Relationship of resting heart rate and physical activity with insulin sensitivity in a population-based survey
Andrew Grandinetti, David M.K.I. Liu and Joseph Keawe‘aimoku Kaholokula
Journal of Diabetes & Metabolic Disorders
Background: Resting heart rate (RHR) has been identified as an independent risk factor for cardiovascular disease and mortality, contributing to atherosclerosis, the progression of heart failure, and myocardial ischemia and infarction. This study examines the association RHR and physical activity has with insulin resistance and insulin secretion in a multiethnic cohort from North Kohala, Hawai‘i.
Methods: Cross-sectional data from 1,440 participants of Native Hawaiian, Japanese, Filipino, Caucasian, and mixed ethnic ancestries were analyzed for the study to include anthropometric measurements, and biochemical markers. Body fat was estimated by calculating body mass indices (BMI); body fat distribution by waist-hip ratios (WHR); and fasting plasma glucose and insulin levels were used to calculate insulin resistance using the Homeostasis Model (HOMA-IR). First phase insulin response was estimated using the insulin secretion ratio (ISR). Associations were estimated using general linear models (GLM).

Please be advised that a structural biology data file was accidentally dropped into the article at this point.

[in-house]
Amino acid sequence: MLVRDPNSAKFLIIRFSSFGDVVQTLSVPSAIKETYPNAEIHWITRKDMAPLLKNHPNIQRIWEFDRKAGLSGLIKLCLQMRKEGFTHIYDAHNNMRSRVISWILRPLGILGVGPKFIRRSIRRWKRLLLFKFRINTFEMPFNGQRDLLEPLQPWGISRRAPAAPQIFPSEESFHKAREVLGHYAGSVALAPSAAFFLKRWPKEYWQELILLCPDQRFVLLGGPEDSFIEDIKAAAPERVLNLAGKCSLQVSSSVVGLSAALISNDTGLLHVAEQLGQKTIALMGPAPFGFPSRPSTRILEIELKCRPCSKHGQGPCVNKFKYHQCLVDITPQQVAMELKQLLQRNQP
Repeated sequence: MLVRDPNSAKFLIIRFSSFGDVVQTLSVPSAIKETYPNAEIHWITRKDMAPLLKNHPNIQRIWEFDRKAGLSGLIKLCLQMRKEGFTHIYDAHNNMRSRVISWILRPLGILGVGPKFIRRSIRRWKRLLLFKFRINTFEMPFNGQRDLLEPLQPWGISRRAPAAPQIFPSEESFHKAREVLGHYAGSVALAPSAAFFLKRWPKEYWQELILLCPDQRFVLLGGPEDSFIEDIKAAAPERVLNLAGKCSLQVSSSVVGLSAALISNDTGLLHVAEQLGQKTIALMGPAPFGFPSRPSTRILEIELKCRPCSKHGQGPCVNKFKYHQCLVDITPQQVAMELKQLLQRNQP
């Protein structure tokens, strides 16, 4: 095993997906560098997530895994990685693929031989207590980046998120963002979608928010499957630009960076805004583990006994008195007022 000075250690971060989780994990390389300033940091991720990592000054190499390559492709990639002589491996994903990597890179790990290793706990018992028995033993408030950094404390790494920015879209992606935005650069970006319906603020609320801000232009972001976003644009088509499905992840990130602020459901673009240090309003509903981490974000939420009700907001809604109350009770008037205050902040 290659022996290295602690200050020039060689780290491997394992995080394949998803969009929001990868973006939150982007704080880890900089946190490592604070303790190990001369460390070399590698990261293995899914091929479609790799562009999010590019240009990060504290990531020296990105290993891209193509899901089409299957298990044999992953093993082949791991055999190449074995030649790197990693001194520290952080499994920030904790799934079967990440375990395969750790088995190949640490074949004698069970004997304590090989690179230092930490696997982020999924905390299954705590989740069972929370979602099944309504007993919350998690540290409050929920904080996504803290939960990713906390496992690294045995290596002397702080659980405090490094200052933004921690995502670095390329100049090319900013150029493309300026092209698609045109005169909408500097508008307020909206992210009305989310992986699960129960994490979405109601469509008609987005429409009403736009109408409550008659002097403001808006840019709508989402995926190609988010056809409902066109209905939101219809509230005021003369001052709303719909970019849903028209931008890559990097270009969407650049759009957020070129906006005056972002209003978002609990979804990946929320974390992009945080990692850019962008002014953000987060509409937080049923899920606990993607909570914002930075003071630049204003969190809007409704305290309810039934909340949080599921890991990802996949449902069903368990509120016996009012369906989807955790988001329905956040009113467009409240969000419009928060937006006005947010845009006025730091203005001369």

Results: Caucasians had lower mean RHR than all other ethnic groups; there were no statistically significant differences between other ethnic groups on mean RHR. HOMA-IR was associated with ethnic group, BMI and WHR, PA and RHR, while ISR was associated with age, ethnic group and BMI, but none of the primary risk factors. Both RHR and physical activity level remained significant for insulin resistance.
Conclusions: In a multiethnic cohort from a rural community in Hawai‘i, increased RHR and a lower level of physical activity were both independently associated with increased risk for the development of insulin resistance, suggesting cardiovascular fitness may be as important as physical activity in preventing insulin resistance.Download PDF